The UK was unprepared for the communication challenges brought by coronavirus, MSPs have been told.
A Holyrood committee is investigating what can be done to tackle misinformation and disinformation and the challenges in communicating government health messages.
The Covid-19 Recovery Committee heard from a number of experts on Thursday.
Will Moy, chief executive of the fact-checking charity Full Fact, said: “The first thing to say about the pandemic is it was number one on the UK national risk register, everybody who thought about this knew it was going to happen and yet we were unprepared for the communication challenge that came with it.
“In retrospect I really regret Full Fact’s small part in that.”
Such a crisis needed a response from government, the media, internet companies and civil society, he said.
He said his organisation is working on a framework for dealing with “information incidents”, and he encouraged the Scottish Government to look at it.
Fragmented audiences on social media create opportunities for confusion and misinformation, he said.
Mr Moy said his organisation is the UK’s independent fact-checking service but he feels there should be a service for Scotland specifically.
He said: “I am hugely disappointed that I cannot come here and talk to you about specific examples from Scotland, how the Scottish institutions performed and so on.
“Although some of our staff are based in Scotland, the value of having a Full Fact Scotland which would be based in Scotland, dealing with the Scottish Parliament, Scottish Government, Scottish institutions and players, is something we really believe in and have explored with funders before.”
Fact-checkers are “first responders” to misinformation, he said.
Tracey Brown giving evidence now to Scottish Parliament COVID-19 Recovery Committee https://t.co/Z06NPE8H5w
— Sense about Science (@senseaboutsci) May 26, 2022
Tracey Brown, of the charity Sense about Science, said the pandemic led to “astonishing” numbers of people accessing the Government’s Covid dashboard.
However she said people were not “spontaneously” finding their way to information, saying: “I’m not sure what architecture there needs to be in place but clearly gov.uk needs a huge revamp.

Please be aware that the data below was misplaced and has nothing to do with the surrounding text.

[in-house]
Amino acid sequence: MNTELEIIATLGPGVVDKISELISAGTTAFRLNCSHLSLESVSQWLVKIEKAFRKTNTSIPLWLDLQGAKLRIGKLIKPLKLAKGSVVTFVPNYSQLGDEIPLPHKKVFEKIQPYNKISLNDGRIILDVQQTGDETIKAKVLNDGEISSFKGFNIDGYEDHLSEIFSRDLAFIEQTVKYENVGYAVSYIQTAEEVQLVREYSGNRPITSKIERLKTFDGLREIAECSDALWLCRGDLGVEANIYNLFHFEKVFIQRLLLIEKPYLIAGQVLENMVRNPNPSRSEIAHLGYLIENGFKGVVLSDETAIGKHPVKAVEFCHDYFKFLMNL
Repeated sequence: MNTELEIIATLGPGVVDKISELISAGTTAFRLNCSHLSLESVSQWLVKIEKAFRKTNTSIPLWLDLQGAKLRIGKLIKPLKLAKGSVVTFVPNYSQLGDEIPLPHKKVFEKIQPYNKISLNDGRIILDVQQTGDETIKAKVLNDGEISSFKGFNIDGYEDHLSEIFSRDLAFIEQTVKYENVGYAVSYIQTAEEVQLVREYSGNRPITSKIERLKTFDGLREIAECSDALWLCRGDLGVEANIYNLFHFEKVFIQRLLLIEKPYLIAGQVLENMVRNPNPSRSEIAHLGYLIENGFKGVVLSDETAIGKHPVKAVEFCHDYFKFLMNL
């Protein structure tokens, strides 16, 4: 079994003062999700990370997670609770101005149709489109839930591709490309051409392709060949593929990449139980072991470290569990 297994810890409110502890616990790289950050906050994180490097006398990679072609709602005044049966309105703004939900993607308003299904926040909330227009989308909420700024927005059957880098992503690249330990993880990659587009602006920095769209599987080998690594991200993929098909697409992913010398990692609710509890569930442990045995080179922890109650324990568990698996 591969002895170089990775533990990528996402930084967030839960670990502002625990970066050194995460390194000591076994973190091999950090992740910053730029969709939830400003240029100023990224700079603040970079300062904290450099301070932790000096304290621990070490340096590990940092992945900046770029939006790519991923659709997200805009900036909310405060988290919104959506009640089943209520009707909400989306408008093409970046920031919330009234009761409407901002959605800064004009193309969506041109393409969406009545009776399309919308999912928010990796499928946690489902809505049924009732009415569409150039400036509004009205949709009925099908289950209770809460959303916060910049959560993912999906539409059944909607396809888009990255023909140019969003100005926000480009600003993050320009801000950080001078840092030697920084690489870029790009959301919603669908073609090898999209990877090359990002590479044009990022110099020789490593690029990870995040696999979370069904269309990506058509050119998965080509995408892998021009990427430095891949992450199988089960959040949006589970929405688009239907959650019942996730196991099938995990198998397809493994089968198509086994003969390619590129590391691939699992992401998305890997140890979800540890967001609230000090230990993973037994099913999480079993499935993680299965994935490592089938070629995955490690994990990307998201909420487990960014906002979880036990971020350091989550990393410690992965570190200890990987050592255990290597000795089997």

“Because people – for example Sage (Government scientific advisers) and others – have commented to us, as many before them, that they were suddenly struck with this problem of needing to share an awful lot of information in the here and now.
“Gov.uk is not set up to do that.”
She said the data dashboard and the Office for National Statistics were two success stories which should be learned from.
Ms Brown spoke about the tension between “authoritarian” and “authoritive” approaches to communicating information from government.
There was less “sidelining” of expertise in Scotland compared to the UK Government, she said.
The “hands, face space” message was in place for months despite Sage advising a change, she said.
Callum Hood, of the Centre for Countering Digital Hate, said it was “striking” how often online searches produced results showing disinformation rather than reliable facts on coronavirus.
He said social media companies did a bad job of taking down misinformation about the virus and pressure was needed from government on this.
Mr Hood said his organisation had audited how much coronavirus or vaccine misinformation social media companies were taking down when it was reported to them.
He said: “The last time we audited this they failed to act on 88% of them.”